Most intending lessors will have certain conditions that they will want to include in the lease.
Such conditions could be, for example a prohibition on using certain entrances to the farm, the right to any fallen timber, the right to access the land to remove growing timber, the right of use of certain farm roadways or indeed any reasonable right that the landowner should require.
The time to identify any special conditions in a lease is prior to commencement in order that they can be documented in the lease. TAXATION Arguably, the greatest incentive towards leasing land is the tax relief. Tax savings of up to €16,000 can be made by an individual landowner in any one year. Table 1 sets out the relief available for the various lengths of lease for an individual landowner. Table 2 sets out the lessees that will qualify the lease income for tax relief. It should be noted that the relief applies to Income Tax only and not PRSI or Universal Social Charge.
A spouse or civil partner is also entitled to the relief so if the land happens to be in joint names or if the spouse/civil partner has land to lease separately, both parties are entitled to the relief. Such a move may have future Capital Gains Tax implications so good tax advice should be sought before embarking on such a route.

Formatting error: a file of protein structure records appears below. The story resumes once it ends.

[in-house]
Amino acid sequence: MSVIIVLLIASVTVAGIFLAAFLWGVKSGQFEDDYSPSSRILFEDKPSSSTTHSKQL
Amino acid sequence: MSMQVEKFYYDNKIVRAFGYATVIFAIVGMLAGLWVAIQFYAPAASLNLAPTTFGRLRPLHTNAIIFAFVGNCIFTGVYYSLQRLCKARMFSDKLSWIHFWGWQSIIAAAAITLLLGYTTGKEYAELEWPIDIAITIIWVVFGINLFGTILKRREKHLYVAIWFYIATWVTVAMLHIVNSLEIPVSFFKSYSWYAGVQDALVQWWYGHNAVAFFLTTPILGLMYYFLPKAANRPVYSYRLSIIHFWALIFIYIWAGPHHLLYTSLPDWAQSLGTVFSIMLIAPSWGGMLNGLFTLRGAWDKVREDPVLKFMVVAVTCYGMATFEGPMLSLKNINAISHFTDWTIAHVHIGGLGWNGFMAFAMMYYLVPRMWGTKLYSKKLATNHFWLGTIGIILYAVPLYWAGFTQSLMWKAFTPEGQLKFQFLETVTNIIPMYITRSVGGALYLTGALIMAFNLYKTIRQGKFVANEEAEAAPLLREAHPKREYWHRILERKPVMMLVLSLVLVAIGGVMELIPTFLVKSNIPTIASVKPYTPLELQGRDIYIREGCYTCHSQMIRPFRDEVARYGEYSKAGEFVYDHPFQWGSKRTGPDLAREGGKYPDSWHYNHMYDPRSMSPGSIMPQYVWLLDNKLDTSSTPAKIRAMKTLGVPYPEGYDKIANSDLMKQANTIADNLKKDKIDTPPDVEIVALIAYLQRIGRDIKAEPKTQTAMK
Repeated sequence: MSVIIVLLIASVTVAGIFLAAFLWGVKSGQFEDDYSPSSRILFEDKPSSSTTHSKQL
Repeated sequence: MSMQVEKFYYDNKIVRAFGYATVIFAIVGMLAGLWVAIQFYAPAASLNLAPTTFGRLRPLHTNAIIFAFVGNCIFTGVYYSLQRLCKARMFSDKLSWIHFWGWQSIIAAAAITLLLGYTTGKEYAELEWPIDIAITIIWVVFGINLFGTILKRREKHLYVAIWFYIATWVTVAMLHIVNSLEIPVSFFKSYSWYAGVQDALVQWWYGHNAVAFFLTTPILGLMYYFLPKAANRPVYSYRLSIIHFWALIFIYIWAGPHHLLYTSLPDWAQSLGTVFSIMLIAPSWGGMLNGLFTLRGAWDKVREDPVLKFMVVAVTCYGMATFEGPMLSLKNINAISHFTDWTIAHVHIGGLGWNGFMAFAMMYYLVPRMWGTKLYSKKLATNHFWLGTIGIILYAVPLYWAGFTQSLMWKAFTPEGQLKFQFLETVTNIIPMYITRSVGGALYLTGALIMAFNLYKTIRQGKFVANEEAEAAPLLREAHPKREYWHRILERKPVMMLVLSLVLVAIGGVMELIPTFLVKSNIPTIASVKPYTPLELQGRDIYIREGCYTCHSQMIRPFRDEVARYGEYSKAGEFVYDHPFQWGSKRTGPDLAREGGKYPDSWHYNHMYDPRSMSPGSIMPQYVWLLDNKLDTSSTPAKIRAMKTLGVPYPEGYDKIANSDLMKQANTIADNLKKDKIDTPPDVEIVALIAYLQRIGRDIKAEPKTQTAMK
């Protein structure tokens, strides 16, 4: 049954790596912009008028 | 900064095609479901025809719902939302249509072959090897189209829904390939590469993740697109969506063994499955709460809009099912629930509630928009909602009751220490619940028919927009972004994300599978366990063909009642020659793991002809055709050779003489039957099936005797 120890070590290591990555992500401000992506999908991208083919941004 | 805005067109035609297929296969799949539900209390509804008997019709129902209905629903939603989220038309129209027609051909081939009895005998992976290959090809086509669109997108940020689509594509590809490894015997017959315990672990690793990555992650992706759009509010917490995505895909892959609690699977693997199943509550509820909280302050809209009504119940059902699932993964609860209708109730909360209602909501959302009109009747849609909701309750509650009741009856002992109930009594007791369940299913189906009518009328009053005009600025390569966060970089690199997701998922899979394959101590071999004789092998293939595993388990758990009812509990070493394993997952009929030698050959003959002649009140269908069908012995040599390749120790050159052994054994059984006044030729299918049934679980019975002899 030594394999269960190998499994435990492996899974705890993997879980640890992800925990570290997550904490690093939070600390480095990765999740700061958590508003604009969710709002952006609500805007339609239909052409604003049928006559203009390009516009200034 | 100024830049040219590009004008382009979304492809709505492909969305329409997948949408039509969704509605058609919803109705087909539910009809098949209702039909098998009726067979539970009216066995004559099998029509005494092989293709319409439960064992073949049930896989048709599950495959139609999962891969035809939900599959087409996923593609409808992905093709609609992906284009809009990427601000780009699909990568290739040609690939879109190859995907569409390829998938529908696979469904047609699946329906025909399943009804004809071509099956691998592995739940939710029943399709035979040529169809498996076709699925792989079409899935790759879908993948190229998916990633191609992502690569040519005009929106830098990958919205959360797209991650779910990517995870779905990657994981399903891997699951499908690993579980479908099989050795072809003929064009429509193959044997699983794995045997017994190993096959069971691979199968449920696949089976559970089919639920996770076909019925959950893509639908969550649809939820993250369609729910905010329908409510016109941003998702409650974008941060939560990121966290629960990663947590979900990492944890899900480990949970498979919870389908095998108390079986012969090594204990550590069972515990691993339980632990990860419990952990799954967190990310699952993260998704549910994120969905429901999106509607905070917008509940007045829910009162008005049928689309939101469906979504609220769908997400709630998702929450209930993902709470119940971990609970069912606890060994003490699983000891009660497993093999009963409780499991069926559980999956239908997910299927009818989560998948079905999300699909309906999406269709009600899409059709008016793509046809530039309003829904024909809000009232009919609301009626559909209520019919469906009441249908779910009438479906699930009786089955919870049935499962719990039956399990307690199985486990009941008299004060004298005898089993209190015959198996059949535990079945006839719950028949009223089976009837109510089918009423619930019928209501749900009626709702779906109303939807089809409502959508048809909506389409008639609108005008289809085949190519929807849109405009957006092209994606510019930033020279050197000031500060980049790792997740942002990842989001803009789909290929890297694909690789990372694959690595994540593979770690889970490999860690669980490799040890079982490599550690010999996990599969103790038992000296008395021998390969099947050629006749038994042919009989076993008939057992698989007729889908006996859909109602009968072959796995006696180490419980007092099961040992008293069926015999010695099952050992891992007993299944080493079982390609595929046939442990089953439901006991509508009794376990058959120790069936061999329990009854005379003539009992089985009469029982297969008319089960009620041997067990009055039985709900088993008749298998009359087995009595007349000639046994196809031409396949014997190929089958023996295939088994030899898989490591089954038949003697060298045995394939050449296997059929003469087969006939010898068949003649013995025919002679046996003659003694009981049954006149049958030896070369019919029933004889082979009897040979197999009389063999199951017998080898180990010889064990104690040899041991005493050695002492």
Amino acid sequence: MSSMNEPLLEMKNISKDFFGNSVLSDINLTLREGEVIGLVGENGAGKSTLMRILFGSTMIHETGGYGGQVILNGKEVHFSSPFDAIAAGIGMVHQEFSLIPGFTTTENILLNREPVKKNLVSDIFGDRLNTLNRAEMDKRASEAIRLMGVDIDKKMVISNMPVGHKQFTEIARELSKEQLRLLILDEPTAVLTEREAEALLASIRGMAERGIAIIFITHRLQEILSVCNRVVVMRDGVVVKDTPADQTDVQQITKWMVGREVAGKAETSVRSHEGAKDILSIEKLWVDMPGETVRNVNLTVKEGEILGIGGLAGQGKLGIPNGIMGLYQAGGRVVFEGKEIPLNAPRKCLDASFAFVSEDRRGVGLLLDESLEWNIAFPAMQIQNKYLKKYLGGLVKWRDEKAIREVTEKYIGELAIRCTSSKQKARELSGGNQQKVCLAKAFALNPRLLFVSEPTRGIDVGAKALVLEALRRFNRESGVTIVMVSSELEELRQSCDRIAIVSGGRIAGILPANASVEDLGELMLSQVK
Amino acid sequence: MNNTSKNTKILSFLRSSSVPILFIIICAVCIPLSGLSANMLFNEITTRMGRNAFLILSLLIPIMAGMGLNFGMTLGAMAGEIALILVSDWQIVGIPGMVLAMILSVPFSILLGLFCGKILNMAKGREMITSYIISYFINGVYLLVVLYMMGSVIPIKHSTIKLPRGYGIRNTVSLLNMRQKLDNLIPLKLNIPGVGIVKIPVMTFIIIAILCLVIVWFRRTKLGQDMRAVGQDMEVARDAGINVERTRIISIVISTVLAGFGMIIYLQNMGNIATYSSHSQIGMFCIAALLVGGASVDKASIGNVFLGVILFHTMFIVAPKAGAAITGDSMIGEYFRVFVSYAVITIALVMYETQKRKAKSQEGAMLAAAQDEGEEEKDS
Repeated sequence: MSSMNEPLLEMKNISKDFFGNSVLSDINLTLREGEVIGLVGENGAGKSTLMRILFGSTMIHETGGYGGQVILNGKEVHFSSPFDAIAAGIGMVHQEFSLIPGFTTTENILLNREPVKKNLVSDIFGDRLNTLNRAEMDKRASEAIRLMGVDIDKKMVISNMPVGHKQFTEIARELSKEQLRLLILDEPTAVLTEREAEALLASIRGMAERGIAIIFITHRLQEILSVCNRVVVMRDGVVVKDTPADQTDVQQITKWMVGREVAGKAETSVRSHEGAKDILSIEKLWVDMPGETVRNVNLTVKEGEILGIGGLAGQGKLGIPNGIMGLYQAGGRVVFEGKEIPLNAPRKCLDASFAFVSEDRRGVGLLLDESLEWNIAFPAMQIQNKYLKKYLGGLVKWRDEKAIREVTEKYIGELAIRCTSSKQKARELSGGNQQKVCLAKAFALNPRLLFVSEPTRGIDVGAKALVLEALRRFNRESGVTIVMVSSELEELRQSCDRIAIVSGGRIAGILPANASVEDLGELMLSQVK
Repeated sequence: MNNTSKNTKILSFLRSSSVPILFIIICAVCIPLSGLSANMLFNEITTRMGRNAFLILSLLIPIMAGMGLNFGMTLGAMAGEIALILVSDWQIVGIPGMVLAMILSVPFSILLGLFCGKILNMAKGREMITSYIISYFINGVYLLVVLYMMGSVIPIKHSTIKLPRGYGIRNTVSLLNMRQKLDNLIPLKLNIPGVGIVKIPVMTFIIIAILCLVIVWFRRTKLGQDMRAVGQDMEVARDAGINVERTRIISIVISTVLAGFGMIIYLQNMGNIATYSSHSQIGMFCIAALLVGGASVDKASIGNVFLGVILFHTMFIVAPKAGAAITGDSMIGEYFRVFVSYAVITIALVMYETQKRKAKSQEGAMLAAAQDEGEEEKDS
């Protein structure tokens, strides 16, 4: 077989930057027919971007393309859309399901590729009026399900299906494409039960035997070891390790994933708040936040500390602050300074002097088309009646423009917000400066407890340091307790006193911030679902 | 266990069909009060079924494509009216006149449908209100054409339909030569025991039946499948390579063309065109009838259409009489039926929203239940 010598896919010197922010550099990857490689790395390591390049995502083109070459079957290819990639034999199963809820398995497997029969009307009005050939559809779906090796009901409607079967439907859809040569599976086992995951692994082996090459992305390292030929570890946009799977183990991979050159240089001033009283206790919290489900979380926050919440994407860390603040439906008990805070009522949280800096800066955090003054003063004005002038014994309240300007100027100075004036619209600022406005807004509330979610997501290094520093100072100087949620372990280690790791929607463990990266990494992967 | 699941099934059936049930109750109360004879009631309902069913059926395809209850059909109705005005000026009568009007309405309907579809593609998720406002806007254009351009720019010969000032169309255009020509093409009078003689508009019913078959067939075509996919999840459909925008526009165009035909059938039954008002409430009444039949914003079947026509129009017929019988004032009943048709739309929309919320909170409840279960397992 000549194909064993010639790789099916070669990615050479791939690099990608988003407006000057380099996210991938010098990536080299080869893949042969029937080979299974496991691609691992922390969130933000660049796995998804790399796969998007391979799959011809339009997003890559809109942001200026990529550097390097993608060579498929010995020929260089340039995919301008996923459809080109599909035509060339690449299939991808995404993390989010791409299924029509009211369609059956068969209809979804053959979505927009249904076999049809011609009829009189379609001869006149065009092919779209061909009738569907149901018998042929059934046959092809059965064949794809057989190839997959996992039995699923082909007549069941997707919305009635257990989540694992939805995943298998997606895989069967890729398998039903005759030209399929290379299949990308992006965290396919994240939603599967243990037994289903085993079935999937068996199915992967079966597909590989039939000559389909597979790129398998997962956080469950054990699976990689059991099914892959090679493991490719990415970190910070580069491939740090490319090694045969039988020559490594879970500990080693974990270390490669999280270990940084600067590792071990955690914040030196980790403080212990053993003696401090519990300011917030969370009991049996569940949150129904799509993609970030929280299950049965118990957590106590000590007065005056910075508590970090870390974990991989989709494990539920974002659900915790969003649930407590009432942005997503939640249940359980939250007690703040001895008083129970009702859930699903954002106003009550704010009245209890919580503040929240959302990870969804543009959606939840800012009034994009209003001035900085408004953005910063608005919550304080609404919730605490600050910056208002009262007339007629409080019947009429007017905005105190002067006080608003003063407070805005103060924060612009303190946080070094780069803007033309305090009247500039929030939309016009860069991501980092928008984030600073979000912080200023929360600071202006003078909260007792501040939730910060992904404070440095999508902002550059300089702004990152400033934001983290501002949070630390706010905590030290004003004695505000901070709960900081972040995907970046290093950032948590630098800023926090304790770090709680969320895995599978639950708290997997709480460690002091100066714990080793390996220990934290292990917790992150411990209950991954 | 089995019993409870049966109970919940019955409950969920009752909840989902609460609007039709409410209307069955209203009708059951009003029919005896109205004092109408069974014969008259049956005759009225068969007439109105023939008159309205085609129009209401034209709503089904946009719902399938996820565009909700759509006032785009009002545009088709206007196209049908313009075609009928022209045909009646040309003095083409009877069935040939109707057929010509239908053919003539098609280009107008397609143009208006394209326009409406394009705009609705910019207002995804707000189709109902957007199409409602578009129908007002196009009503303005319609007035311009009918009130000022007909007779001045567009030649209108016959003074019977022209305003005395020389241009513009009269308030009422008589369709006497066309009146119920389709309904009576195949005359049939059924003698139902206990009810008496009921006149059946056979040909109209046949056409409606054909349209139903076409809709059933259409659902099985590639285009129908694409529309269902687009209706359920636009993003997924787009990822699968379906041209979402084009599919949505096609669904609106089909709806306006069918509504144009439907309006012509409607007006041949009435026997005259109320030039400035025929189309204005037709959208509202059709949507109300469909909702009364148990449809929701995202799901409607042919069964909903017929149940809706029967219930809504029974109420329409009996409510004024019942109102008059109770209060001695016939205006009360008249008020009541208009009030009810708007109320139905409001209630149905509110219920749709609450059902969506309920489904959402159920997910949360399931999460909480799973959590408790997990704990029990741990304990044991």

Also, transferring the land into joint names may have State Pension implications as it may render a spouse ineligible for the Qualified Adult Allowance. This is also a matter requiring good professional advice.
Finally, if one intends to transfer or sell the farm at the end of the lease it is important that the land has not been leased or rented for a continuous period of more than 25 years. If that is the case there may well be a Capital Gains Tax exposure.
Further information: Teagasc have produced a useful booklet titled Guidelines for Long Term Leasing. It can be accessed at www.teagasc.ie
Martin O'Sullivan is the author of the ACA Farmers Handbook. He is a partner in O'Sullivan Malone and Company, accountants and registered auditors: www.som.ie